While Shakespeare and Romeo may have been onto something sweet with, “what’s in a name? That which we call a rose. By any other name would smell as sweet.” (Romeo and Juliet, II, ii, 1-2), renaming things and creating new words doesn’t always work for a brand.
While the jury is still out on KFC’s Goodification campaign, it has created a bit of controversy for itself with their YouTube ‘What is Goodification’ clip and well the creative licence taken with the English language throughout the campaign.
Here’s what I’m talking about(1):
While researching what the Big G had to say on the topic, I came across this blog(2). The blogger is a linguist and provides (for English nerds like me) an amusing analysis of the creative license taken with gooder, gooderist, engooden, goodify, goodification (and I’m sure there were other derivatives used in the campaign). I particularly liked this comment he made:
“As for ‘goodification’: obviously they’re sticking with the catchphrase ‘So Good’, but a process of ‘goodification’ seems on the surface to mean “to make good”, that is, that it wasn’t good to start with. (I’m purposefully avoiding commenting here on my personal tastes…) But I don’t think it makes you react that way. Good in this context seems to me to be closer to the meaning of ‘good for you’ rather than ‘good tasting’, probably because of the comparative used prior in the advert. In fact, if they’d have just said, ‘the process of goodification’, I would argue that the meaning “to make not-shit” would have been more salient than the process of “making good for you” (I can’t say healthy here, either, because I’m not sure KFC has ever had the balls to lie that outright in their propaganda).”
…then there were the comments on social media—a vast majority of which were less than kind. Wizzley with their ‘Appreciate gooder grammar now, KFC?’ made me laugh, probably a little too hard. As children we learn the word good and how to associate with things. I was promptly corrected if I tried creative derivatives like ‘gooder’ or ‘gooderist’. Personally the wording in the campaign turns me off. It erks me that children are running around with the idea that ‘gooder’ is a word. Social media comments suggest that I’m not the only person it grates on. Have Ogilvy made too much of a mockery of the English language?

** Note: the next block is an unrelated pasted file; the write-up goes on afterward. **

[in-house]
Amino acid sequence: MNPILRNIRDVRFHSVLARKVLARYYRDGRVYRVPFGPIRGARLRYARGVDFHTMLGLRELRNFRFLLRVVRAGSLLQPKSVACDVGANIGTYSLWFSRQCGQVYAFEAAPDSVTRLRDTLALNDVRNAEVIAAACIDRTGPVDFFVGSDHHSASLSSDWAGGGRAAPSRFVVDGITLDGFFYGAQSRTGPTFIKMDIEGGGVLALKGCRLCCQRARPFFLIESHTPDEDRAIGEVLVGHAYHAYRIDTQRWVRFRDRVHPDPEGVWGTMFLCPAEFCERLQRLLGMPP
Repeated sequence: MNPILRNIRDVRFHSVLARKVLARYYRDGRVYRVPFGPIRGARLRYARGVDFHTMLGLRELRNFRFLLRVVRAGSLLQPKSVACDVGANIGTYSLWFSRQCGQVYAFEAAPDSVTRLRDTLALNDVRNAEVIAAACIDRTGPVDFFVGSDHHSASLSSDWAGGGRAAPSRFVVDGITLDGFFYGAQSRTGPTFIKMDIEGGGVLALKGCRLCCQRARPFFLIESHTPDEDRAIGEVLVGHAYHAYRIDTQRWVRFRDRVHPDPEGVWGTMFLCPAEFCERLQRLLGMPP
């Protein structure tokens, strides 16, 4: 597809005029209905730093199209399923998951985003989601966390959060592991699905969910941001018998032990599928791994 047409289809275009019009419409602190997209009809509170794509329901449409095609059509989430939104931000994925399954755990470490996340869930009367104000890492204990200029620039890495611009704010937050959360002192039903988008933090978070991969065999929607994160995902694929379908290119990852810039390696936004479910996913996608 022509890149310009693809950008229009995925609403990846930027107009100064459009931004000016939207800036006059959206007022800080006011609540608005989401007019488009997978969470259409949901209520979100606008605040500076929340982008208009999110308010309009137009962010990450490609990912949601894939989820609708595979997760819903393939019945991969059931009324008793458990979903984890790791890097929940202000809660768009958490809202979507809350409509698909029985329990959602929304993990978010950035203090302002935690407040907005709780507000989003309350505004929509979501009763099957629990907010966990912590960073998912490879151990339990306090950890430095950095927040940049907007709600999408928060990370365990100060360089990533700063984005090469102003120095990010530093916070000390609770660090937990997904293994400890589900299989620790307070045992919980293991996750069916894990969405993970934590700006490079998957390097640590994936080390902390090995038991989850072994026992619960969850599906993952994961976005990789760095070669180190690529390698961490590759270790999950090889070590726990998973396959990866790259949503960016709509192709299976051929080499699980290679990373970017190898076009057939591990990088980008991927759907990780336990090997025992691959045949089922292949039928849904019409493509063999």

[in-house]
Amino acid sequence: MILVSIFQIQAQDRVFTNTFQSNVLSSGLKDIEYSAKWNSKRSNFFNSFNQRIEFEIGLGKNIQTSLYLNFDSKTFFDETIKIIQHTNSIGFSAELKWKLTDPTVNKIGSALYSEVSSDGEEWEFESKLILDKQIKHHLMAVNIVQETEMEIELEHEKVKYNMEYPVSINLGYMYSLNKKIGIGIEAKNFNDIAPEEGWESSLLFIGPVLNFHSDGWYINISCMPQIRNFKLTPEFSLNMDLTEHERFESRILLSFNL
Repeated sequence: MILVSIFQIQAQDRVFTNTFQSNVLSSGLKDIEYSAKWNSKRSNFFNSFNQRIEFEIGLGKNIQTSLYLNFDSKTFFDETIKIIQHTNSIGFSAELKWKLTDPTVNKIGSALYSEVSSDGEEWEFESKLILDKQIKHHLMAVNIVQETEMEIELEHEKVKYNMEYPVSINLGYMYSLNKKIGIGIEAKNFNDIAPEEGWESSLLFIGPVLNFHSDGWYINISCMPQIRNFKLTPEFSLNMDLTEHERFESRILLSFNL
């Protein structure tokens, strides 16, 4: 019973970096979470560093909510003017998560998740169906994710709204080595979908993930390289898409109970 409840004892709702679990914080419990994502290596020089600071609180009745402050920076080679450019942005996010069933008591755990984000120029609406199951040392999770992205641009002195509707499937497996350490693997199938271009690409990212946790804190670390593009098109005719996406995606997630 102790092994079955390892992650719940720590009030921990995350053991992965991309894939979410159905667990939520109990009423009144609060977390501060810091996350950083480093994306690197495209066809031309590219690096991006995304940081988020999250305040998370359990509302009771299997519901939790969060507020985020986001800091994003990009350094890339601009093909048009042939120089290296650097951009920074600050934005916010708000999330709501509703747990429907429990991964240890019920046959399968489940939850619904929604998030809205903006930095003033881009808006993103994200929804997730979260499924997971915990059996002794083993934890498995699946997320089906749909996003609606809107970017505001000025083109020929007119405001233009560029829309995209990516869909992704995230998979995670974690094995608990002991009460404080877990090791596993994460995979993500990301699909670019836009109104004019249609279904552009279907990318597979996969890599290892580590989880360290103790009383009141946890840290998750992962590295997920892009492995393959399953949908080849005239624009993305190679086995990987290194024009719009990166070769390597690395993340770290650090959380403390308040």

I’m not saying that uniquely naming products, processes or services doesn’t work. In fact it’s something that I would typically recommend wherever practical and is something that has caused numerous brands to create significant definition from their competitors and dominate their market. There are hundreds of case studies on this one. An example which always makes me giggle is ‘google’. Pre-Google days one would never say “I’m going to yahoo that”. Since 1998 ‘google’ has become a proper noun and a verb and as a friend of my recently told me has even made its way into a published dictionary as a proper noun and verb—I’m not talking about urbandictionary.com and I don’t remember which one it is, I think it was Macquarie?! Don’t quote me on this one.
At the end of the day it comes down to interesting and clever use of words, quality product and great brand positioning. Will KFC do this with ‘goodification’? That remains to be seen… it always comes down to test, measure, refine.
And because this post is being graded as part of my assessment, the reference list (opposed to just hyperlinking blogger love):
- 1. ‘The Goodification – what does it mean? ’, KFC Australia, 23 February 2012
- 2. ‘Good, better, best, bested.’, Lochlan Morrissey, 7 March 2012
- Image ‘Gooder Grammar’ from http://wizzley.com/
- Image ‘Appreciate gooder grammar now, KFC?’ from http://wizzley.com/